Completing the sentence “When women gather…”, this exhibition of work by photographer Grace Gelder, curated with Marianne Mulvey, draws upon different definitions of gathering – from assembling for a specific purpose, to collecting from disparate sources.
Blasphemy, the Individual and the State: From Historical Flashpoint to Contemporary Grievance | Wednesday 21st November
Prof David Nash traces the long battle to abolish the Blasphemy Laws in England, from the seventeenth century to their abolition in 2008 and how the concept of blasphemy affects us all today.
A series of six Wednesday evening talks on pamphleteering, contemporary blogging and some of the myriad issues covered in Conway Hall’s largely 19th century pamphlet collection, curated by Deborah Lavin, featuring Prof Joad Raymond, Dr Joseph Kelly, Dr Gregory Claeys, Prof David Nash, Viv Regan and Deborah Lavin.
Don’t miss an extraordinary collection of adventure and climbing films from some of the world’s best adventure filmmakers.
Karen Douglas will discuss why conspiracy theories are popular, who is more likely to believe them (and why), and what some of the potential consequences of conspiracy theories are for politics, health, and the environment.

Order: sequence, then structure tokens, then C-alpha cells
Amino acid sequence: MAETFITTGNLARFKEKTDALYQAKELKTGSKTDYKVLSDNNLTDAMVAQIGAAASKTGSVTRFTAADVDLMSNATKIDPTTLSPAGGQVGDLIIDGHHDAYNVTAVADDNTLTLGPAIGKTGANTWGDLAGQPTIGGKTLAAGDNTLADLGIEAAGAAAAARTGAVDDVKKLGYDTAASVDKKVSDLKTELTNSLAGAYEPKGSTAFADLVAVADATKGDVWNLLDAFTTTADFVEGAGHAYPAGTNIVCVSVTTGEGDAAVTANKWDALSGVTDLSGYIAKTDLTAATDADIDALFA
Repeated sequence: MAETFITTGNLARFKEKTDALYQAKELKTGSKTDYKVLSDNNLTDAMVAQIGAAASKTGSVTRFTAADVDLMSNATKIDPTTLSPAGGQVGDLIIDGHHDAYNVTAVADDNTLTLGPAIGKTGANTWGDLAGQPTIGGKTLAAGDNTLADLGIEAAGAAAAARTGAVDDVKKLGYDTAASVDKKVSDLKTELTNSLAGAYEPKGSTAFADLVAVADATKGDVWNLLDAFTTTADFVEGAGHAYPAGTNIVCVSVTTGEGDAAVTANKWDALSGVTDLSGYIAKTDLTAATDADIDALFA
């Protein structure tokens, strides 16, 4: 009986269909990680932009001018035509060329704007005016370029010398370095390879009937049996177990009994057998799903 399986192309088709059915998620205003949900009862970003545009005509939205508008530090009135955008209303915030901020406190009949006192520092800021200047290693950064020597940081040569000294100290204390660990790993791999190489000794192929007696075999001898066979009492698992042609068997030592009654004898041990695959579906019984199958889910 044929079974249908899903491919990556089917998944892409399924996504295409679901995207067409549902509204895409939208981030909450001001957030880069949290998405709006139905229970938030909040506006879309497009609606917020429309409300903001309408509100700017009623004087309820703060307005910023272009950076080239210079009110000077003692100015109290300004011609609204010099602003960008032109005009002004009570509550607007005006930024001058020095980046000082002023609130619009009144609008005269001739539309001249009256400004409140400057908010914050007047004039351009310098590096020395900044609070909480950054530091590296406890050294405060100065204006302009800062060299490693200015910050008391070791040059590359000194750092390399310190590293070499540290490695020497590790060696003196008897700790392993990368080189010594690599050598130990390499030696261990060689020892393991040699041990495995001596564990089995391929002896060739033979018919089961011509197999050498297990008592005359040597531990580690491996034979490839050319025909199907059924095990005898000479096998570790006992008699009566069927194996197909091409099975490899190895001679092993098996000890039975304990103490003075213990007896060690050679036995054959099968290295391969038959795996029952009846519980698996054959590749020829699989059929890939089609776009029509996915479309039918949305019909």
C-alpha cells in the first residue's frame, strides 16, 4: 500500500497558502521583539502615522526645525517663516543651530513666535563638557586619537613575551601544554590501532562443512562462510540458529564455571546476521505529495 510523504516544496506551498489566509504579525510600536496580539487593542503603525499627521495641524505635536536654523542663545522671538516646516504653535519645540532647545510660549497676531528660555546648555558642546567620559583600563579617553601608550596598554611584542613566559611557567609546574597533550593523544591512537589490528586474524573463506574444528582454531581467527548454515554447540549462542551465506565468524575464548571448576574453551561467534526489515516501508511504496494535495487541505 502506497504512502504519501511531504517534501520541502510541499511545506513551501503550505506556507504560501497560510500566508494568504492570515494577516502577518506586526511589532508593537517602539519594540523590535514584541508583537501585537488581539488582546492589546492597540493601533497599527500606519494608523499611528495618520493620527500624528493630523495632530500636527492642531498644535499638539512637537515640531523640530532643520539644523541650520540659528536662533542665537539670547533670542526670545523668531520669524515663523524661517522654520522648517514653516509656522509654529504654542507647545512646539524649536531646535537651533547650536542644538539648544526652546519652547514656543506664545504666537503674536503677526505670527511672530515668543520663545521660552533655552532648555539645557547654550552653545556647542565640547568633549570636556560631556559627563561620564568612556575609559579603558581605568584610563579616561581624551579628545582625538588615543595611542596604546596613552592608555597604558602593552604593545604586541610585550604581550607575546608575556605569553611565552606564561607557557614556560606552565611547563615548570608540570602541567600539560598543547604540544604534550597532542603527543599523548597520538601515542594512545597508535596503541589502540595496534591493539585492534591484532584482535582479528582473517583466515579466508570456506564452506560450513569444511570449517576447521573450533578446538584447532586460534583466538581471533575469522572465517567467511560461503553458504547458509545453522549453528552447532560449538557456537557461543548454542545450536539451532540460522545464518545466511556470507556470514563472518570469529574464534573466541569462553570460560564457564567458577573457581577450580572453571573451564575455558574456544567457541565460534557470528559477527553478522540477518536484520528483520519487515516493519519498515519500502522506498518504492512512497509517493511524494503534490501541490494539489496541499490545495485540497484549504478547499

Having recently celebrated their 30th anniversary, the New Zealand String Quartet has since played all over the world to great acclaim. The quartet will perform an all-Beethoven programme, charting the journey of his string quartets through three different periods. Free entry for those aged 8-25 courtesy of CAVATINA.
Out-of-the-Box Thinking: Debate – This House Believes That Exams have had Their Day | Monday 26th November
The seventh event of our Out-of-the-Box Thinking series will explore through debate whether “Exams have had their Day” in our education system. Education campaigner and film-maker Madeleine Holt will speak for the motion, and Richard Sherif, President of the Association of School and College Leaders, will speak against it.
Annie Besant and the Liberal, Radical, Socialist and Feminist Opposition to Birth Control in the 19th Century | Wednesday 28th November
The story of birth control is usually told as one of almost linear progress against blinkered bigotry. Deborah Lavin reveals how opposition to contraception may have been blinkered and bigoted, but it was also often liberal, radical, socialist and feminist.
Join LGBT Humanists for their November event, where they’ll be joined by tireless human rights campaigner Peter Tatchell, who will be discussing his campaign for an alternative to marriage and civil partnerships.
Explore developments in Integrative Medicine (IM) from forward-thinking countries that are spearheading the change in cancer treatment, as well as sharing exciting developments which are taking place in the UK.
This event is part of When women gather … a public programme of events connected to Grace Gelder’s photography exhibition at Conway Hall which has been curated with Marianne Mulvey. The exhibition runs from November 9th to January 31st.